This is the second part of a three-part post on understanding and using histograms to modify the appearance of images. The first part covered introductory material on histograms and a method known as histogram stretching for improving contrast and color. This post will cover histogram equalization and an advanced technique called contrast-limited adaptive histogram equalization, both intended for increasing the contrast of an image. The final post will extend the concepts of histogram equalization to arbitrary distributions of pixel values.

Histogram Equalization
The next stop on our tour of histogram-processing techniques is histogram equalization. If you plotted the CDF of some of your image histograms, you may have noticed that the CDF does not form a straight line—meaning that the pixel values are not equally likely to occur (since the CDF is the integral of the PDF). The good news is that most natural images do not have flat CDFs. That said, some industrial applications can benefit from having a flat CDF. The process of flattening the CDF is called histogram equalization.

MATLAB’s Image Processing Toolbox includes the histeq function, which performs histogram equalization:

`img_histeq = histeq(img);`

One example:

```img = rgb2gray(imread('harborSydney.png'));

The resulting image has particularly dark islands and a bright sky, which is not visually appealing, but the detail within the buildings is improved significantly. The skyline also happens to be much easier to threshold:

`imagesc(histeq(img)>160);`

A more advanced version of histogram equalization, adaptive histogram equalization, makes the assumption that the image varies significantly over its spatial extent. The algorithm divides the image into smaller tiles, applies histogram equalization to each tile, then interpolates the results. MATLAB’s implementation, adapthisteq, includes limits on how much the contrast is allowed to be changed, called contrast-limited adaptive histogram equalization, or CLAHE for short. Again, CLAHE will modify the image in strange ways, but those may be better for certain tasks.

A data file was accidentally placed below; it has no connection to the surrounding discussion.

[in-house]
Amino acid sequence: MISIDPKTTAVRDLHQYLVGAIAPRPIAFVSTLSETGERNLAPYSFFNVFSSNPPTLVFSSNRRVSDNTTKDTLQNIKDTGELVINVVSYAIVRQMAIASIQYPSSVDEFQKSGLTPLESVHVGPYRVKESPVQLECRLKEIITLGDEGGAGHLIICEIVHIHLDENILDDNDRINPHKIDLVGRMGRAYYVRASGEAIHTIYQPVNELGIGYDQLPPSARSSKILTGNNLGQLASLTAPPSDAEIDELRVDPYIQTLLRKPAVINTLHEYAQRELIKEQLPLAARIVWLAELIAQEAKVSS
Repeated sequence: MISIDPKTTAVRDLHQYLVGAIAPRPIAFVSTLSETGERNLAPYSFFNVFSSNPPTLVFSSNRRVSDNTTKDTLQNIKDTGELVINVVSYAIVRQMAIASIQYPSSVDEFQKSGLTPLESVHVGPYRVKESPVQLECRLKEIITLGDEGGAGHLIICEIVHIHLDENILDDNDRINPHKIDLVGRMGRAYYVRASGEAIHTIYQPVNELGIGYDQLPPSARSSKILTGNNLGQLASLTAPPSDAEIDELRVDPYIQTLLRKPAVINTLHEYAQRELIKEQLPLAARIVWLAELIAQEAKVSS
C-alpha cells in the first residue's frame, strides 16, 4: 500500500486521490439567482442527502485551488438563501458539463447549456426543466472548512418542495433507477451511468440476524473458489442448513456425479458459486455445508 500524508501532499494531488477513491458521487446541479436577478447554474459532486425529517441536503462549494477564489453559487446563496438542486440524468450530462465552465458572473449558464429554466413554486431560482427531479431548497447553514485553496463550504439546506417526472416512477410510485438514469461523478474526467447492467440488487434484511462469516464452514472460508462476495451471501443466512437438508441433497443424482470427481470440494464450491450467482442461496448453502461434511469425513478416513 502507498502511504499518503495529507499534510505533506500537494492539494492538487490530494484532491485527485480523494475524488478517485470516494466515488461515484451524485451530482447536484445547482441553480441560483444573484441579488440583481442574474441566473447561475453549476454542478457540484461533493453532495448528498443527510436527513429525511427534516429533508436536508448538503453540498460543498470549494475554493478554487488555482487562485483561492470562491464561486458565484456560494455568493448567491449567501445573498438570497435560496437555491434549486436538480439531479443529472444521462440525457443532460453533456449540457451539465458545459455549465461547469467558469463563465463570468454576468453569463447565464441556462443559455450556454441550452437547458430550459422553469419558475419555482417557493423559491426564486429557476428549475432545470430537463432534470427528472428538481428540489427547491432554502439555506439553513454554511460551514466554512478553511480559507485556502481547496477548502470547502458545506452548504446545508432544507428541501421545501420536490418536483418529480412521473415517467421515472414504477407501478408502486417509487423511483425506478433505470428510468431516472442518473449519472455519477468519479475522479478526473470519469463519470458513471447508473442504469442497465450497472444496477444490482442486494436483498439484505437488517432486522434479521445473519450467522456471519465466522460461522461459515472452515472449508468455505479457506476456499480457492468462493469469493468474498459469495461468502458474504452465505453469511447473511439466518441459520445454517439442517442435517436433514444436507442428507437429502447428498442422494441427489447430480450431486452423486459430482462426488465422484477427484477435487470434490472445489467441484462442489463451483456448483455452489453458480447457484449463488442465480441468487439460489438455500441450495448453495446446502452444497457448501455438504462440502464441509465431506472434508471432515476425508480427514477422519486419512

``` img = imread('Spores.jpg');

This test image highlights two peculiarities of CLAHE. First, sharp edges, like those around the spores, look like they are glowing. This occurs because CLAHE computes histograms over areas, and the sharp change in values from the background to the spore body affects the normalization. (The effect is related to what you would get by dividing the original image by the low-pass filtered version of the image.) Fortunately, that additional contrast near the edges can help some edge detection algorithms, even if the glow is not natural. The second effect from CLAHE is seen in the background areas, where some out-of-focus spores becomes visible and the overall noise increases. This is exactly what CLAHE is supposed to do: increase the contrast, even in the background areas. It is also limiting the amount of contrast adjustment; to see this in a dramatic way, try using histeq on the spores image and compare that against the adapthisteq result. (Hint: if you wanted to remove the out-of-focus spores but still increase the overall contrast, look at combining adapthisteq with bilateral filtering.)
MATLAB’s histeq and adapthisteq both assume a single-channel image. Similar to the discussion about multi-channel images in the first post, you could apply the histogram equalization to each channel:

``` img = imread('harborSydney.png');
for ch=1:3
end```

Or, apply the equalization to the L* component of a L*a*b*-transformed image:

```img = imread('harborSydney.png');
c_rgb2lab = makecform('srgb2lab');
c_lab2rgb = makecform('lab2srgb');
labimg = applycform(img, c_rgb2lab);